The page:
Big deals in the backcountry
BEAVER CREEK – We are at the bottom of a hole in the snow four-feet deep at the top of Beaver Creek Mountain. Though the surrounding walls of snow look the same from our vantage point, it isn’t. It’s all white, but that doesn’t make it all the same, said Beaver Ski patrolman Jim Clancy. And understanding that can mean the difference between getting in an avalanche accident or not, or surviving a slide.”In Colorado we have the most dangerous and unpredictable snowpack in the world,” said Beaver Creek patrolman Jim Dasilver, who together with Clancy and other ski patrollers gave a back country safety and avalanche awareness workshop at Beaver Creek Sunday as part of the National Safety Awareness Week, which ended Friday. The workshop included as a short classroom presentation, hands-on practice including beacon and snow pit work, and snow evaluation.”You always want to dig a pit to the ground in Colorado. It gives you a sense of what the snowpack is like out there,” Clancy said. The snowpack here in Colorado is always evolving because of the depth of the snow and the temperature. Cold temperatures, for example, are bad for the snowpack, he said.
“This is a map of this winter’s weather,” Clancy said pointing at the different layers of snow in the pit. “You’re looking for places where there could be a surface, where it could collapse.”It could take only 10 minutes to do the snow evaluation and other tests, Clancy said, and the results could prove vital.”It won’t prevent an avalanche,” he said. “It will just educate you on whether it’s safe to go there.Skiers and snowboarders headed to Beaver Creek’s popular “bald spot,” shouldn’t even consider the area without doing a pretty thorough analysis of the snow, Clancy said.”We go out there and dig pits on a daily basis so people will check the snowpack,” he said. “Those heading to the bald spot should take a shovel and a beacon.”Not until springOf all the things a skier can take when heading to the back country, perhaps the most important are what’s called an avalanche beacons. If a skier or snowboarder is buried, their beacons will send signals to their companions’ beacons. This should make it easier to locate the buried person and start digging.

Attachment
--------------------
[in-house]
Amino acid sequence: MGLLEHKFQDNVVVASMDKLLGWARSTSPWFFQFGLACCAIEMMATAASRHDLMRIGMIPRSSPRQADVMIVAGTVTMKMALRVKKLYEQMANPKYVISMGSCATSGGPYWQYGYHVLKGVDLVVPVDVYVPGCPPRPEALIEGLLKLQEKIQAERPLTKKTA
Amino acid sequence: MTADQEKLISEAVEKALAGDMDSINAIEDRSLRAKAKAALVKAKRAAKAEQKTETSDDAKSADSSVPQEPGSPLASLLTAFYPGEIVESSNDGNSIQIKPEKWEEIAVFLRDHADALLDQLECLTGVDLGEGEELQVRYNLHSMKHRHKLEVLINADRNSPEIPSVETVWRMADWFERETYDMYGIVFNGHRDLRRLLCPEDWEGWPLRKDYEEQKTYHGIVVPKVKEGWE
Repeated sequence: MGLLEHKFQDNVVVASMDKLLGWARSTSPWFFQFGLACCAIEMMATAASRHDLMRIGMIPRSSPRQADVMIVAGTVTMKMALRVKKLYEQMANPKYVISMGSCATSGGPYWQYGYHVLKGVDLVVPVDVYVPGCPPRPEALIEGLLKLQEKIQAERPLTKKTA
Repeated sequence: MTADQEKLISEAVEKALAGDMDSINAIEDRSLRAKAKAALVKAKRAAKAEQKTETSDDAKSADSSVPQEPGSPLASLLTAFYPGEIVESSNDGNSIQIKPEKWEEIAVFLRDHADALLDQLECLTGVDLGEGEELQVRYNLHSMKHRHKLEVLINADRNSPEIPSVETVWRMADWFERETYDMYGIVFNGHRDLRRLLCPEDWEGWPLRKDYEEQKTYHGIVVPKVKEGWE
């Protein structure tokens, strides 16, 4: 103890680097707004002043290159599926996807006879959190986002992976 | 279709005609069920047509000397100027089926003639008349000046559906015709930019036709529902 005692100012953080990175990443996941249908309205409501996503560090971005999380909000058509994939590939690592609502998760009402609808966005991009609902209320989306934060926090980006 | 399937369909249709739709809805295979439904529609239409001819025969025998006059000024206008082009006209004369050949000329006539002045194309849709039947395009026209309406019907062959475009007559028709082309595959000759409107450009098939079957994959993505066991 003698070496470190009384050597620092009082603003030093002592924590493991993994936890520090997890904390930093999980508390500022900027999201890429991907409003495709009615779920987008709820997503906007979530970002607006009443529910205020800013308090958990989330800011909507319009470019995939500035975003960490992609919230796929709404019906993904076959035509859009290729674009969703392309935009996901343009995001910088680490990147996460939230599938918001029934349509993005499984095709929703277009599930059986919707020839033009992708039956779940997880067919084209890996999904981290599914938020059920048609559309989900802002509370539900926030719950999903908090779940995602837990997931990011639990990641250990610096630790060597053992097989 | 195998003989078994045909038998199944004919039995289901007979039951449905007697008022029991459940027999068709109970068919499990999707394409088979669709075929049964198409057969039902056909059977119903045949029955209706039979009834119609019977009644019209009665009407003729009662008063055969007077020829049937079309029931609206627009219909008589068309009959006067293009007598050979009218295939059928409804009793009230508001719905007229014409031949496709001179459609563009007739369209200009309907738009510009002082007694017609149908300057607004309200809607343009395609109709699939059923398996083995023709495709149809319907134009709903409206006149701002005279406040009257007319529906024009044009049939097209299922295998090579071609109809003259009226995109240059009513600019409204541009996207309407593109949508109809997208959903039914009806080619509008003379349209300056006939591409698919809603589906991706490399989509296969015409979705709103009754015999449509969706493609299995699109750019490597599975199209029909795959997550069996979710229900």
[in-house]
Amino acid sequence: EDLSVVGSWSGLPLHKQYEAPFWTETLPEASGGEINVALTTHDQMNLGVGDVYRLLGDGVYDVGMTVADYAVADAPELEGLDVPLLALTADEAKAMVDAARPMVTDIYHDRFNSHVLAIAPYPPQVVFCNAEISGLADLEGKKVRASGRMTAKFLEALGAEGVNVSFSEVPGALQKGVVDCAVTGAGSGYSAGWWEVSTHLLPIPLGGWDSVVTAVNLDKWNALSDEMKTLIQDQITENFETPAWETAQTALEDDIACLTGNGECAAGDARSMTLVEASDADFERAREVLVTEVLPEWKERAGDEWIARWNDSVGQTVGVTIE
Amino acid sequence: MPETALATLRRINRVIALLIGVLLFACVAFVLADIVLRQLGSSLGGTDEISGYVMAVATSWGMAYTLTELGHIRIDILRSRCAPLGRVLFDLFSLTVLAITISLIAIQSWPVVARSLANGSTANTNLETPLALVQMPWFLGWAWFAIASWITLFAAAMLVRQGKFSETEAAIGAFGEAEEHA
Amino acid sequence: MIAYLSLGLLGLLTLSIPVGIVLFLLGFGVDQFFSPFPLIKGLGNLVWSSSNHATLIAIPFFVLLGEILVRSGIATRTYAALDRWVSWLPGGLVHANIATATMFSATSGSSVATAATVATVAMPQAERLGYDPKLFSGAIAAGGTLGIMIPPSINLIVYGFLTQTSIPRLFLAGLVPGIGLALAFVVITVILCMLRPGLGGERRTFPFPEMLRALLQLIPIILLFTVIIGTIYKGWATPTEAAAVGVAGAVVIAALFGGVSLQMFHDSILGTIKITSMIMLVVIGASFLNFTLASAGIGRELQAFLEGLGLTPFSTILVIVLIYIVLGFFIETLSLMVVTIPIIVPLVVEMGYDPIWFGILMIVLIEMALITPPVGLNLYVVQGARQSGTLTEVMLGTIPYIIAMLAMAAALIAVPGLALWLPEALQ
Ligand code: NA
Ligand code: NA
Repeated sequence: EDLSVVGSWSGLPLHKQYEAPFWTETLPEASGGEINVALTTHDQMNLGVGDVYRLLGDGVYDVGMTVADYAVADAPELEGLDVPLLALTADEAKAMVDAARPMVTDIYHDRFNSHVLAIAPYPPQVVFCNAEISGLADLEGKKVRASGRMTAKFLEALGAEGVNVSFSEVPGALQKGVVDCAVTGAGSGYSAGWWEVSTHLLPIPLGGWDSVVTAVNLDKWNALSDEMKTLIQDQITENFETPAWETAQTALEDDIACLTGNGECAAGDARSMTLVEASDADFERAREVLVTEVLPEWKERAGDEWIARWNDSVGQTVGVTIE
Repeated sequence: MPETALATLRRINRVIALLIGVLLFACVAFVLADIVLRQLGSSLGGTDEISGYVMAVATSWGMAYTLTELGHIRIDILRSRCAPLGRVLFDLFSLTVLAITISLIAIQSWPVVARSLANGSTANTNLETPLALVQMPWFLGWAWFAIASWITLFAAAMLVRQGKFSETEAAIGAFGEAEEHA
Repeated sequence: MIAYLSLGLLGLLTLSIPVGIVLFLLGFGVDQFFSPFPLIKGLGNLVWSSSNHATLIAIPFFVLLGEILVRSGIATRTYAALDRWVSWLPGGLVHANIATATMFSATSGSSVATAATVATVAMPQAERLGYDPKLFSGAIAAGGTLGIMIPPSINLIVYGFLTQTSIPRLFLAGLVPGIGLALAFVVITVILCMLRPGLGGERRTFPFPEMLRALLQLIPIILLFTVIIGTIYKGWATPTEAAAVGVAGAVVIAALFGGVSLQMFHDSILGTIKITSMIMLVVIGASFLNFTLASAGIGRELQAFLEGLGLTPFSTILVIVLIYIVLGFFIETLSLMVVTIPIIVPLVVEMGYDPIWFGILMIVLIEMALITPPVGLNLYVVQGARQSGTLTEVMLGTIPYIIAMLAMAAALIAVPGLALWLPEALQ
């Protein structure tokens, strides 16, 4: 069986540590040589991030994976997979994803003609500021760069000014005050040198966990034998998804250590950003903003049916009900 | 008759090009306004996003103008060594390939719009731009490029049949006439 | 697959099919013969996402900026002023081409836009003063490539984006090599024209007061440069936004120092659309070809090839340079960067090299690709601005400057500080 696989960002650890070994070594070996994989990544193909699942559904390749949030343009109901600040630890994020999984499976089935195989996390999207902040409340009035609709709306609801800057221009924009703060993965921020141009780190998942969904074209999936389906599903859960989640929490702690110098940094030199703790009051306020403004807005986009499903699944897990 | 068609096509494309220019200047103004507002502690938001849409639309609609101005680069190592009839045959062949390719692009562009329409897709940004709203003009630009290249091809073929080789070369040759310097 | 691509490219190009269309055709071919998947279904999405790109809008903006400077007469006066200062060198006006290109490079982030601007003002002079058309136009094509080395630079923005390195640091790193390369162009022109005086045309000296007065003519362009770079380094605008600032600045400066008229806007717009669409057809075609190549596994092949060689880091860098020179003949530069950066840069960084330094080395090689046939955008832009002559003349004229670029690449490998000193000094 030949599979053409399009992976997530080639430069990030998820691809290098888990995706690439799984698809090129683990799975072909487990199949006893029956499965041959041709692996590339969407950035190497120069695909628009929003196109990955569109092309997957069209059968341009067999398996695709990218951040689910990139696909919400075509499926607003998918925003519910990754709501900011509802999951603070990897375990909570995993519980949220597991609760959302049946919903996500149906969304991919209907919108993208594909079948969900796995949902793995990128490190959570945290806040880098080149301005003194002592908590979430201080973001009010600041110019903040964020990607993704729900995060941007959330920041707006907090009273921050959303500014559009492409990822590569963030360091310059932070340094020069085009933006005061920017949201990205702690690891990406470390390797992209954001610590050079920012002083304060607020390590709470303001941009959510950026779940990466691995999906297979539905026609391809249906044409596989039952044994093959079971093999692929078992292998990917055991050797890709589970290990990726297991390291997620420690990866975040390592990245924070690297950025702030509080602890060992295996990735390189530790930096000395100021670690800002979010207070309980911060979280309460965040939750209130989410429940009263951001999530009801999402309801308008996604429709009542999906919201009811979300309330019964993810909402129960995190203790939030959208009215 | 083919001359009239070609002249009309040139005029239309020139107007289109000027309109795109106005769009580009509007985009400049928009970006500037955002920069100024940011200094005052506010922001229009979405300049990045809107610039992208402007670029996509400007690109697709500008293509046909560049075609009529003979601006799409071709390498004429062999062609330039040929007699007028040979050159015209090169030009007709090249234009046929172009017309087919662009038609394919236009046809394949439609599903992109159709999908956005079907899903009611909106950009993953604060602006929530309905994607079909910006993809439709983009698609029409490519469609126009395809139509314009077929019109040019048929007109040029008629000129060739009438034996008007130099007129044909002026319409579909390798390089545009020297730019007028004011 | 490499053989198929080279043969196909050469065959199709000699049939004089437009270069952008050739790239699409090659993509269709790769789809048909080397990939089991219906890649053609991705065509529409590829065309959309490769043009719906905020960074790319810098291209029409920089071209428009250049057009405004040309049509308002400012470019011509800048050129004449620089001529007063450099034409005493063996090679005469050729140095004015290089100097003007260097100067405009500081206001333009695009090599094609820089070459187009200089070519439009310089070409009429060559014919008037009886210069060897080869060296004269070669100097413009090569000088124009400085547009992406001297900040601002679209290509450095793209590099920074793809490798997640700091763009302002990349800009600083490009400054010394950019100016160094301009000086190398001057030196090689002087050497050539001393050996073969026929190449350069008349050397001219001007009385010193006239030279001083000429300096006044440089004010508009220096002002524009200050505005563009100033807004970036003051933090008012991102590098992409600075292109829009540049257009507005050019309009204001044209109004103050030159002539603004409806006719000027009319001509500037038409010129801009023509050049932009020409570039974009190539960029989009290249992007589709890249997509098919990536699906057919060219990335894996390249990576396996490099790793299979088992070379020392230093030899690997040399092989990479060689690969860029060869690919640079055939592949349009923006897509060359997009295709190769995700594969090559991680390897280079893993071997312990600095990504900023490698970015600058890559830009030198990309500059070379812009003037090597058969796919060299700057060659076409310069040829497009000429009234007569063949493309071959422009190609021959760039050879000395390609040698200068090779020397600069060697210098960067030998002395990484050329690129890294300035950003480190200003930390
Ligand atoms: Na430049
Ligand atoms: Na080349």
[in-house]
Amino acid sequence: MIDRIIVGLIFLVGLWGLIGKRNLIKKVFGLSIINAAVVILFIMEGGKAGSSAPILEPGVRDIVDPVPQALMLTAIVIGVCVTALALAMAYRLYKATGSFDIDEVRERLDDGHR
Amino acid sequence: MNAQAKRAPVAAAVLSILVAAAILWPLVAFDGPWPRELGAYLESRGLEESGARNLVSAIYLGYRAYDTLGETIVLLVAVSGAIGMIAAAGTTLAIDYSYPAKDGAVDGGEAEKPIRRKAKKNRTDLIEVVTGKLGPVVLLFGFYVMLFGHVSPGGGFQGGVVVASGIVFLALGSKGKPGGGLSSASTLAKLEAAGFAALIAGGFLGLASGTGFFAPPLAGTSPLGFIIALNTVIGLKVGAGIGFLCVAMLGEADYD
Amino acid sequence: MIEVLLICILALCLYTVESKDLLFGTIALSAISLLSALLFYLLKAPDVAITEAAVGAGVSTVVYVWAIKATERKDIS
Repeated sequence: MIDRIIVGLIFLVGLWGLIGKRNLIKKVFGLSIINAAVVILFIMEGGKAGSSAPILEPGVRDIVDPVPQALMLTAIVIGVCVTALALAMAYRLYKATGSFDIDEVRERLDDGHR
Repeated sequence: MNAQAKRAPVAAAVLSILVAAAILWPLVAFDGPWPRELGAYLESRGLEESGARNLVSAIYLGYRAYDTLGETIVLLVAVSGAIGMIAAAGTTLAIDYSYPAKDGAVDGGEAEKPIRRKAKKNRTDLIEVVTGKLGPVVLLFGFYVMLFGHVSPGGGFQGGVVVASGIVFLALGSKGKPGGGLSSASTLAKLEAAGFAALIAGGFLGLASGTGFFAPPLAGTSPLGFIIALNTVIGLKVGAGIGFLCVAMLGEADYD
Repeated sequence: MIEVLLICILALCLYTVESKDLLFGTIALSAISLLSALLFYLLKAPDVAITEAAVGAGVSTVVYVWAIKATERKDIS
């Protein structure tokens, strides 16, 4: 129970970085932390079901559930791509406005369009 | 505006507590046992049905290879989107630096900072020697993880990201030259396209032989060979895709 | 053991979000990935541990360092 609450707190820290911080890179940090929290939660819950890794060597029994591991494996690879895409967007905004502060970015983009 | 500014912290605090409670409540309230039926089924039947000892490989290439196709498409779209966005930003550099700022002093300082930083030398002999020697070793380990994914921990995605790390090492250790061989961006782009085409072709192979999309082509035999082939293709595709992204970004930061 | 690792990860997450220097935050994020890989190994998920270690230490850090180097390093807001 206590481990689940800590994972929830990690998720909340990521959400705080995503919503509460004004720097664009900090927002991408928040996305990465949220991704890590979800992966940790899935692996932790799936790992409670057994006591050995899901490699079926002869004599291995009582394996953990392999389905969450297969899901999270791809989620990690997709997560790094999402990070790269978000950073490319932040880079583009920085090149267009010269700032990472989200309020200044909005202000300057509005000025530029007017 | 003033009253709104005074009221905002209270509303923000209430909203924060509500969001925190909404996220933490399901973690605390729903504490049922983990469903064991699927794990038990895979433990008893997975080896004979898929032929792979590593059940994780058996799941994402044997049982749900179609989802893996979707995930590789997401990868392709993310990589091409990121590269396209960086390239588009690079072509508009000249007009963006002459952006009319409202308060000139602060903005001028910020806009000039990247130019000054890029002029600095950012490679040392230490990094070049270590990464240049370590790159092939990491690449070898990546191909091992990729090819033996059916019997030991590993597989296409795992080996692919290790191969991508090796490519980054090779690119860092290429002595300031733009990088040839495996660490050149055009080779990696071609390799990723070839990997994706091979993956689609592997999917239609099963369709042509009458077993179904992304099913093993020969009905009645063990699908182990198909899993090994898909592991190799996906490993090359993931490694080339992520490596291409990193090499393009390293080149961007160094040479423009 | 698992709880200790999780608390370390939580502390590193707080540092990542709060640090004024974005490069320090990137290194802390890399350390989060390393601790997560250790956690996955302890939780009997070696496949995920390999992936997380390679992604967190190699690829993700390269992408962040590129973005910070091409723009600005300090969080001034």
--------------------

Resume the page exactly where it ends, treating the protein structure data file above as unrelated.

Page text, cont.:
“You don’t go to the back country without it,” said Tyler Chapman a ski patroller from Edwards. Chapman said he believed the man who died in the Jan. 14 avalanche in The Canyons ski resort in Utah didn’t have a beacon. The avalanche also may have killed other people, but rescuers haven’t been able to find them after days of probing the area, reports say.”They say they won’t find them probably until the spring,” Chapman said.Beacons can cost between $200 and $300,.”Three years ago we had a guy buried up to his chest in the snow there and he didn’t have a beacon,” Clancy said. “He said he had it at home.Cell phones, if they are turned on, can interfere with a beacon’s signal, Clancy added, so phones should be turned off. In-bounds under control
Eric Noreen, 58, of Seattle, was among participants in the avalanche workshop.”The reason I came is to familiarize myself with the use of the beacon and talk to the ski patrol about where there could be avalanche problems here,” said Noreen, who doesn’t do a lot of backcountry skiing, but likes to go in the glades. Chapman said there’s nothing to worry when skiing in bounds in Beaver Creek mountain.”We control everything that is in bounds here to make sure that is 100 percent safe,” he said. “If its open we have control.”The workshop was an addition to a series of avalanche and back country awareness workshops offered by the Beaver Creek ski patrol in the past weeks that focused on snow physics, route selection, evaluating snow stability, beacons, and avalanche phenomenon and rescue techniques.Staff Writer Veronica Whitney can be reached at 949-0555, ext. 454 or firstname.lastname@example.org. Vail, Colorado